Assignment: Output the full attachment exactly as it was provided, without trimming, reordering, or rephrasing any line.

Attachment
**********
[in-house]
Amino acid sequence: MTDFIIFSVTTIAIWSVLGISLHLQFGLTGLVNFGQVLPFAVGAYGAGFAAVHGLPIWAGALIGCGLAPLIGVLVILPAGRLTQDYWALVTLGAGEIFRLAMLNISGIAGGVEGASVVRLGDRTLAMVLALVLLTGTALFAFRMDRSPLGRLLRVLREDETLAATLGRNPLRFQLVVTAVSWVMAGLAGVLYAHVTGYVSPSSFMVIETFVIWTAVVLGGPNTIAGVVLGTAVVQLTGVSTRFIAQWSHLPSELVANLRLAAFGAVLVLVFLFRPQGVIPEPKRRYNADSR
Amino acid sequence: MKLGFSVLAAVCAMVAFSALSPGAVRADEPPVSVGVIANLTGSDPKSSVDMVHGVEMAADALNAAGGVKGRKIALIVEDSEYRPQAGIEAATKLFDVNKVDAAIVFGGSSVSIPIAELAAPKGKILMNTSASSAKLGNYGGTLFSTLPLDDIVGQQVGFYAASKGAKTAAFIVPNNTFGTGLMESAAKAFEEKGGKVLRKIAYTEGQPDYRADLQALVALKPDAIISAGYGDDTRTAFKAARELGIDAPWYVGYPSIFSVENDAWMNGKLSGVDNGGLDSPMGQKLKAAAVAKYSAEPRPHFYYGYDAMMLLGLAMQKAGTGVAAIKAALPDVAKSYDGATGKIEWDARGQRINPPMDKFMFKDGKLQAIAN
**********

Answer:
[in-house]
Amino acid sequence: MTDFIIFSVTTIAIWSVLGISLHLQFGLTGLVNFGQVLPFAVGAYGAGFAAVHGLPIWAGALIGCGLAPLIGVLVILPAGRLTQDYWALVTLGAGEIFRLAMLNISGIAGGVEGASVVRLGDRTLAMVLALVLLTGTALFAFRMDRSPLGRLLRVLREDETLAATLGRNPLRFQLVVTAVSWVMAGLAGVLYAHVTGYVSPSSFMVIETFVIWTAVVLGGPNTIAGVVLGTAVVQLTGVSTRFIAQWSHLPSELVANLRLAAFGAVLVLVFLFRPQGVIPEPKRRYNADSR
Amino acid sequence: MKLGFSVLAAVCAMVAFSALSPGAVRADEPPVSVGVIANLTGSDPKSSVDMVHGVEMAADALNAAGGVKGRKIALIVEDSEYRPQAGIEAATKLFDVNKVDAAIVFGGSSVSIPIAELAAPKGKILMNTSASSAKLGNYGGTLFSTLPLDDIVGQQVGFYAASKGAKTAAFIVPNNTFGTGLMESAAKAFEEKGGKVLRKIAYTEGQPDYRADLQALVALKPDAIISAGYGDDTRTAFKAARELGIDAPWYVGYPSIFSVENDAWMNGKLSGVDNGGLDSPMGQKLKAAAVAKYSAEPRPHFYYGYDAMMLLGLAMQKAGTGVAAIKAALPDVAKSYDGATGKIEWDARGQRINPPMDKFMFKDGKLQAIAN